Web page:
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How to Answer Analytical Skills Interview Questions

Why is the interviewer testing your analytical skills? During an interview, your employer may ask you some tricky questions to assess your problem-solving skills and how you use data to analyze and evaluate processes. By preparing for these questions in advance with sample answers created by our team at Workable, you can demonstrate your analytical skills and present yourself as an outstanding candidate.

What are common interview questions?

The following analytical interview questions assess how you:

  • Gather data to inform your decisions
  • Assess both positive and negative situations to improve your processes
  • Are able to develop processes 
  • Evaluate information through critical thinking
  • Think through problems to find solutions
  • Set and achieve goals
  • Communicate your findings and decisions to a team

Describe a situation where you needed to solve a problem but did not have all the information you needed to do so. What did you do then?

This question requires you to demonstrate your research skills and problem-solving abilities. Use this opportunity to show what makes you unique and how analytical, organized, and detail-oriented you are by supporting your interview answer with real work experience.

Sample answer: “Sales were down, and I needed to find a solution. I sent out surveys to team members to determine the cause of the problem. It turned out that sales were down because employees were not following up on leads. After I implemented a new project management system, sales increased by 10%.”

How do you weigh the pros and cons before making a decision?

When answering the question, explain how you make decisions, what systems you use, and why you use them. There’s no right or wrong system.

Sample answer: “When I make decisions, I use logic and reasoning and ensure I have gathered all the information I need. I then use the facts to weigh the different options and evaluate the likelihood of each outcome. I make the best decision for my company based on the ideal scenario.”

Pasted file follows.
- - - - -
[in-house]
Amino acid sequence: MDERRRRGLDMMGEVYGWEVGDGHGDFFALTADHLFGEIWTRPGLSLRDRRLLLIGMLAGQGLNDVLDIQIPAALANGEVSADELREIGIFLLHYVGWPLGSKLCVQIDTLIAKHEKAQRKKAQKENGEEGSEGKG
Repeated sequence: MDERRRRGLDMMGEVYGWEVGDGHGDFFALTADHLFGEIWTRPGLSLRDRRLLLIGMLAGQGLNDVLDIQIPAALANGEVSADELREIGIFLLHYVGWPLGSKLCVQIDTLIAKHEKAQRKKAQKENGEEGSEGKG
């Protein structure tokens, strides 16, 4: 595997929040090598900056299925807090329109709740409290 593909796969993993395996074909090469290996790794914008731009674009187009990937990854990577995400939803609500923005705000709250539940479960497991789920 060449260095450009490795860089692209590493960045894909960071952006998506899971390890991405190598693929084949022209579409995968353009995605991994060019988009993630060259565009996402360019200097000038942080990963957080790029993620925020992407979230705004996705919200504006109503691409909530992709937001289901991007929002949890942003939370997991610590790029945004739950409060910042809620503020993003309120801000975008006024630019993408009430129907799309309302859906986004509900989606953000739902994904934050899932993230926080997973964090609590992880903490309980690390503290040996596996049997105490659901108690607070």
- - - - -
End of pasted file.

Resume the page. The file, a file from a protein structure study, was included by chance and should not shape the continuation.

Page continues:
Your manager wants to buy new software or hardware to increase team productivity and asks you for a recommendation. How would you respond?

Your interviewer has asked you to imagine a job-related scenario. It’s hypothetical, but it will test your ability to think through all the relevant factors. 

Sample answer: “First, I would research which functions are most important to my supervisor and what the budget constraints are. Then I would search for productivity software that would meet current and future needs. Once I compiled a list of 5-10 options, I would narrow it down to three with a top recommendation.”

Explain step-by-step how you troubleshoot [X] problem

You are not expected to solve the problem but rather explain how you approach it.

Sample answer: “I first try to understand the situation. Then I take a step-by-step approach to figure out what caused the problem. If I can’t do it myself, I ask for help. At that point, we should have found something that works. If not, I’ll review to see if there’s another step I have overlooked or contact my managers.”

What metrics do you regularly track (e.g., conversion rates, number of new customers, expenses)? What information do you research, and how do you use it?

Answer this with a metric that you know is relevant to the job you are applying for.

Sample answer: I currently use analytics software to track where visitors to my website are coming from and their activities while they are there. This helps me understand how successful our current campaigns are and how often we attract new visitors to our site. These statistics assist in determining the next step for the business.”

Do you need to prepare for an analytical skills interview?

For your interview preparation, it’s a good idea to have some answers in mind beforehand to clarify your thoughts. The best way to do this is to practice using these sample questions and answers and adapting them to your role. You can also prepare for an interview by looking at the types of decision-making questions an interviewer might ask.

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